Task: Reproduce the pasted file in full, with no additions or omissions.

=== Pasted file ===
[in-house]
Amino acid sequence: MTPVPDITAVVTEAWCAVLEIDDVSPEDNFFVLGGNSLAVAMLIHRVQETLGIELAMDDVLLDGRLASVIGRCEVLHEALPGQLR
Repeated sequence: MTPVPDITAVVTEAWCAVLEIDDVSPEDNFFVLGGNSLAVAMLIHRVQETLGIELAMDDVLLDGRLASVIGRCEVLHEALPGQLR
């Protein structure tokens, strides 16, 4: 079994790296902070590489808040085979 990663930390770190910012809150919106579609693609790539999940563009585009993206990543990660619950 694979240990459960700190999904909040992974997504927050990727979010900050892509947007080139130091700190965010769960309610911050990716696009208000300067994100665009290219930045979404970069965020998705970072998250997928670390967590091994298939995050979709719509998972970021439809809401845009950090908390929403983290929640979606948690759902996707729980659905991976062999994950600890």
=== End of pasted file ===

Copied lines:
[in-house]
Amino acid sequence: MTPVPDITAVVTEAWCAVLEIDDVSPEDNFFVLGGNSLAVAMLIHRVQETLGIELAMDDVLLDGRLASVIGRCEVLHEALPGQLR
Repeated sequence: MTPVPDITAVVTEAWCAVLEIDDVSPEDNFFVLGGNSLAVAMLIHRVQETLGIELAMDDVLLDGRLASVIGRCEVLHEALPGQLR
């Protein structure tokens, strides 16, 4: 079994790296902070590489808040085979 990663930390770190910012809150919106579609693609790539999940563009585009993206990543990660619950 694979240990459960700190999904909040992974997504927050990727979010900050892509947007080139130091700190965010769960309610911050990716696009208000300067994100665009290219930045979404970069965020998705970072998250997928670390967590091994298939995050979709719509998972970021439809809401845009950090908390929403983290929640979606948690759902996707729980659905991976062999994950600890």